See Part 1: The ministry of reconciliation
See Part 2: Koinonia
Ephesians 4:11 says, "And He gave some as apostles, and some as prophets, and some as evangelists, and some as pastors and teachers, for the equipping of the saints for the work of service, to the building up of the body of Christ."
There are two very different interpretations of this passage which lead to two very different answers to the role of leaders in the local church.
The King James Version places a comma between "saints" and "for" in vs. 12. thus suggesting that the leaders do three things:
- equip the saints
- the work of ministry
- building up the body of Christ.
In other words, the leaders do all significant spiritual work and the rest do very little. The King James Version reflected this view which had been held for centuries and reinforced it for succeeding generations. Even today, this is the prominent view of leadership in many, probably most, churches.
Consider the following quotes by leaders and theologians:
- ". . .both the clergy and the laity have leadership roles, but they are different roles. The clergy are primarily responsible for the assembled phase of the church life. They are called and trained as professionals to preach, to lead worship, to educate. . ., to provide. . .theological counsel, and to lead the congregation's organizational and fellowship life. . ."
- "Lay leadership in these areas is important, but it is secondary and supportive."
- "(A corporate executive who) realizes that it is the Holy Spirit who has made him head of the research division in a large corporation."
- "(The hospital elevator operator) who exercises his ministry by humming a hymn by taking the patient's up to the operating room." (All from Wentz, Ministry As a Way of Life)
Without the comma, everything changes. The leaders equip the believers to do the work of ministry and they build up the body of Christ. In other words, all Christians are ministers with significant spiritual roles to play.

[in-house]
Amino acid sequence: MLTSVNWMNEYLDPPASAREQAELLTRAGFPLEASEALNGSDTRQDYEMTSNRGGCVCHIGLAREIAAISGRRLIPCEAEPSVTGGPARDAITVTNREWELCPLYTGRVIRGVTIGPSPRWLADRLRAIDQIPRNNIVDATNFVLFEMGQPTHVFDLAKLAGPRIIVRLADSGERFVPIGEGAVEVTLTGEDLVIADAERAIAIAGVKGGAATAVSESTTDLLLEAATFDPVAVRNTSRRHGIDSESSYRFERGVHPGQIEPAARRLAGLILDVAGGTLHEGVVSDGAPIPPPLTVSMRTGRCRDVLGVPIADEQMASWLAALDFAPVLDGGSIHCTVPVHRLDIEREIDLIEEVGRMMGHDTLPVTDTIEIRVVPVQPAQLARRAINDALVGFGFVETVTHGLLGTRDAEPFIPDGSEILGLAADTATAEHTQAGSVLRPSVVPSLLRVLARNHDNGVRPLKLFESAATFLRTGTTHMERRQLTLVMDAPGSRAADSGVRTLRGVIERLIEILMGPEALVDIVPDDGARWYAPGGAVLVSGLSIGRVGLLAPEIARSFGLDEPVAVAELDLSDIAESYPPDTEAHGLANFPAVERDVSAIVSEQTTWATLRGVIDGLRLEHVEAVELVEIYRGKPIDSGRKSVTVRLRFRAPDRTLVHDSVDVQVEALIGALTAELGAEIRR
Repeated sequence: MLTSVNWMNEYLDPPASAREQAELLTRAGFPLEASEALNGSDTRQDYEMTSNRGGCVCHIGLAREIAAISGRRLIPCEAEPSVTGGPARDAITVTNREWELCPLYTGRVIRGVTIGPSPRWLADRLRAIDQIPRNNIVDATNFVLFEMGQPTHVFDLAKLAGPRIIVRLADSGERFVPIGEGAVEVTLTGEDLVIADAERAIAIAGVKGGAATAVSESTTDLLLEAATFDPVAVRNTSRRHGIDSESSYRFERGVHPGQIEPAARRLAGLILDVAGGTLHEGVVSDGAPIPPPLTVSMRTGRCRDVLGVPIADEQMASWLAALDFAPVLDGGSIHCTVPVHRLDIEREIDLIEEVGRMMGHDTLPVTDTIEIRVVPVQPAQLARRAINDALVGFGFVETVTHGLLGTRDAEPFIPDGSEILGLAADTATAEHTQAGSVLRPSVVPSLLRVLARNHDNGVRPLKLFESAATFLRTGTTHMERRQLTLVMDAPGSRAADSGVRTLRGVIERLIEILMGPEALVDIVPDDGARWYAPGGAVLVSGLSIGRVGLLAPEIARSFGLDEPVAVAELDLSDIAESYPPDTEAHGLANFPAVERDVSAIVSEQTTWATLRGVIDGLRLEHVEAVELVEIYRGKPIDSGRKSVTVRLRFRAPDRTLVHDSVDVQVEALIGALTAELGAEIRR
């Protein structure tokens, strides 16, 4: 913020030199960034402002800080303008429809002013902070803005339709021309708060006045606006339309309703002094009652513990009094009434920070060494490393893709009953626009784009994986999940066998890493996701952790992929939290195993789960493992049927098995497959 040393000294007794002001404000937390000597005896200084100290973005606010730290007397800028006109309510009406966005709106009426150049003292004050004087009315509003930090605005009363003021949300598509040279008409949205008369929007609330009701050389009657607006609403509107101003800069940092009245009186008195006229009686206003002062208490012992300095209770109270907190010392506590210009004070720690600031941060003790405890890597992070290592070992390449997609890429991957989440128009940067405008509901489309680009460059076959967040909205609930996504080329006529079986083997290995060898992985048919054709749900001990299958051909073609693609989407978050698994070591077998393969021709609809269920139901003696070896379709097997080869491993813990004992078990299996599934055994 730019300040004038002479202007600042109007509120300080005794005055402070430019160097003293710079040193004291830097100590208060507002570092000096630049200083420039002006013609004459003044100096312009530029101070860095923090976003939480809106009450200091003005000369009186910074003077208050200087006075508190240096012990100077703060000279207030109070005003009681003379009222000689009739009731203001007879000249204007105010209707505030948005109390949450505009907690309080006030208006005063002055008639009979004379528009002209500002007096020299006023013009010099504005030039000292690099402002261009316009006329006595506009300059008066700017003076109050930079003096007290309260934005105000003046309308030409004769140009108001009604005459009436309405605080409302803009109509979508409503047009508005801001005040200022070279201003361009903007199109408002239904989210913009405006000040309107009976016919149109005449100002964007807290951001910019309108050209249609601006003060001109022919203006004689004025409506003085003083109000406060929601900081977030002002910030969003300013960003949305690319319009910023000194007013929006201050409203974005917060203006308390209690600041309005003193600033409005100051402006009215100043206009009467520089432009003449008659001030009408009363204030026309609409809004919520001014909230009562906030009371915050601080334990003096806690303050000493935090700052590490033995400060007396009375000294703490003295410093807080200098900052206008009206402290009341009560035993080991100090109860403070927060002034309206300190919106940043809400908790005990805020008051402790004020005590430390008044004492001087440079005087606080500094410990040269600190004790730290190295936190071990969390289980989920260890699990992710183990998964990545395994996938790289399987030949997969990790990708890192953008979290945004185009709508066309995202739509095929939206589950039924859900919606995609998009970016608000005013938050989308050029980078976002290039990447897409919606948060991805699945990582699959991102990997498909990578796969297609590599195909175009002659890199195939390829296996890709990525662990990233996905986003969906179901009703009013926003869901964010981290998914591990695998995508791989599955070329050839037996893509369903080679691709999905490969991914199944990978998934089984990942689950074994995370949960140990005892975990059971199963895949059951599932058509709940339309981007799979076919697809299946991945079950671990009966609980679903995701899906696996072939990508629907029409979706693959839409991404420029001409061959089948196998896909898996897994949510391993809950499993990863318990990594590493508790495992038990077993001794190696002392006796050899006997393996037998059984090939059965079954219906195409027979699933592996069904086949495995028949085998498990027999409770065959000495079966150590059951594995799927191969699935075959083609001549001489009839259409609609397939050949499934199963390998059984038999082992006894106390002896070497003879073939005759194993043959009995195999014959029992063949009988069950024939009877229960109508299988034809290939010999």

The leaders' primary job is not to do it all, but to equip the "laymen" to minister. They are train them in doctrine and ministry, help them to find their unique ministry roles, provide structures in which they can play these role - and then let them minister!!
Which interpretation is correct?
Without any doubt, the latter is the correct interpretation. For what are the saints being equipped, if not to do the work of ministry? The cases used in Greek also point to the second interpretation.
Vs. 7,8 make it clear that every Christian is spiritually gifted. Such gifting is given in order to perform spiritual ministry (1 Cor. 12:4-6).
Vs. 16 sums up the teaching of this passage by saying that the church is built up by that which every joint supplies, according to the proper working of each individual part.
Many other passages in the New Testament teach that all Christians are gifted and called to ministry (cf. Rom. 12:6-8; 1 Cor 12:4-11; 1 Pet 4:10,11).
The big problem we see today is that in one church after another, little or no effort is made to equip their members to do anything. Even when churches have training classes (usually attended by a minority) these several week classes are so superficial they don't qualify the people to do anything.
How can any church claim it is doing what the New Testament calls for if they make no strong effort to equip, or train their members for ministry?